As a result of these behaviors, the Nation has experienced a dramatic increase in obesity. Today, approximately 1 in 3 adults (34.0%) and 1 in 6 children and adolescents (16.2%) are obese. Obesity-related conditions include heart disease, stroke, and type 2 diabetes, which are among the leading causes of death. In addition to grave health consequences, overweight and obesity significantly increase medical costs and pose a staggering burden on the U.S. medical care delivery system.

Ensuring that all Americans eat a healthful diet, participate in regular physical activity, and achieve and maintain a healthy body weight is critical to improving the health of Americans at every age.

What Is A Couch Potato? Are you One?

Couch potato is a colloquial term used frequently in the United States to describe an inactive person. Traditionally, adults who watch a considerable amount of television were the most likely recipients of the label, but in recent years the term has become a common description for people of all ages who frequently engage in sedentary activities, such as heavy video game or Internet use. The label generally carries a negative connotation.

Social stigma attached to the couch potato label may relate to the negative effects that inactivity can have on a person’s health. A sedentary lifestyle can cause obesity and increase the risk of disease. People who do not receive enough exercise may suffer from high blood pressure, diabetes, or cardiovascular disease. The belief that sedentary people are lazy may contribute to the term’s negative connotation as well.

Although sedentary jobs can also have a negative impact on health, the term generally applies to people who engage in recreational activities that require them to sit for long periods of time. Those who have sedentary jobs and are inactive in their free time may compound the health risks and increase the likelihood of attracting the couch potato label. A person who has an active job but prefers a sedentary form of entertainment may be called a couch potato as well.

Watching television extensively is a very common characteristic of people who receive the couch potato label. Soap operas, sporting events, and other programming that tends to gain long-term viewers may be mentioned frequently in conjunction with the term. People who take part in other sedentary activities, such as reading, may not receive the label as often as those who watch television.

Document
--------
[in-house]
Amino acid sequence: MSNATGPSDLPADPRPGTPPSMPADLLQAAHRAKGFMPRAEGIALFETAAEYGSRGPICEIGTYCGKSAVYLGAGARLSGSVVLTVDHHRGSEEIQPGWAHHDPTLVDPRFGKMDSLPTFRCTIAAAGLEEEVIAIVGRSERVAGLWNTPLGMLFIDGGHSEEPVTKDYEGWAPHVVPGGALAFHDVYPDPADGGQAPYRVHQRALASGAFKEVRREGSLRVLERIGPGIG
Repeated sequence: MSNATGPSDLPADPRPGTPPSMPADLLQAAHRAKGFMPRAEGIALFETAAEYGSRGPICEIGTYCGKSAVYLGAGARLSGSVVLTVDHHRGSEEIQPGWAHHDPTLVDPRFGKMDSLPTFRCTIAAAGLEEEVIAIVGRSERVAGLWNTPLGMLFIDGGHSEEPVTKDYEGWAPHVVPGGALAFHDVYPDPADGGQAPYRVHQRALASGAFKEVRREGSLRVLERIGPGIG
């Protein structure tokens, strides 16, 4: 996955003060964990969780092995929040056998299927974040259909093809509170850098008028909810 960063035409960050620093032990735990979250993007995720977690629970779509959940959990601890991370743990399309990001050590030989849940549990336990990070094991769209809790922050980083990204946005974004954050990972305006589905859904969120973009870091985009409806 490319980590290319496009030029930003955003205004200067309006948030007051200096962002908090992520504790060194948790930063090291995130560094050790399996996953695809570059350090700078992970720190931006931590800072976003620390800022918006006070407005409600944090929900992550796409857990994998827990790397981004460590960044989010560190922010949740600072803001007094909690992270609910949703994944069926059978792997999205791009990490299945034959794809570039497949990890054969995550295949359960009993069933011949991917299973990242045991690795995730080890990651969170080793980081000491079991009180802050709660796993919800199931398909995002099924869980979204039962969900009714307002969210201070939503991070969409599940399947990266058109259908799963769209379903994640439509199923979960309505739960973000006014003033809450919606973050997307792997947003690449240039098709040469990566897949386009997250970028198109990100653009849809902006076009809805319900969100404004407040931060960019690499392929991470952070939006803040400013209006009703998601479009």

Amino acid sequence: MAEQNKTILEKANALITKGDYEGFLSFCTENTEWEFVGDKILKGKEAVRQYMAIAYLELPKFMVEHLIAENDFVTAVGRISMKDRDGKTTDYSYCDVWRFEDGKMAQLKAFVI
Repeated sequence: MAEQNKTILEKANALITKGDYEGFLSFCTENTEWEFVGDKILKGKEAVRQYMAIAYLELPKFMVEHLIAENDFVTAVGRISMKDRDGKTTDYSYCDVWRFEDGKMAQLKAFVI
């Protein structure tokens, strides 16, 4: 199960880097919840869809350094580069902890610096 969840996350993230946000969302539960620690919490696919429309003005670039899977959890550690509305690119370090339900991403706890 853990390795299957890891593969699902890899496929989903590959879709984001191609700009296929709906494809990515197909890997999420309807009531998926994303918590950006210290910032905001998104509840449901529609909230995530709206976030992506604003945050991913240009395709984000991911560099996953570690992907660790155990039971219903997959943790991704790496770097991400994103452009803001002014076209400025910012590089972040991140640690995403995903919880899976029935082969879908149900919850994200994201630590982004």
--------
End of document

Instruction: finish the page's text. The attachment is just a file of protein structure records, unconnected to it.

Although people do not usually sit on a couch while using a computer, people who use computers for considerable periods of time are sometimes referred to as couch potatoes. Heavy computer use can cause the same inactivity that television causes. Those who utilize computers or Internet technology for work usually do not receive the couch potato label, but it may be applied to some people who use the technology for pleasure, such as video game enthusiasts.

The term has become an increasingly popular description for children. Many young people in the United States and elsewhere have begun playing outdoors less, which some researchers believe to be the result of increased access to technology. The popularity of video games and television may also lead children to sit inside more often. Couch potato children, like their adult counterparts, may suffer from a lack of exercise. They may become heavier than their active peers and have a higher risk of disease.

Cold Weather Attire For PE

During cold weather, the students are allowed to wear: Black, Navy Blue, or Grey sweatpants/sweatshirts, or BLACK compression shorts UNDER pe shorts (No leggins or Jeggings). Any questions e-mail Ms. Salgado :)

PE Expectations Every Day

*Respect Teachers And Staff

*Respect Your Peers

*Keep Your Hands To Yourself

*Keep The Campus Clean And Safe

*Throw trash in the trash can

*Be The Best That You Can Be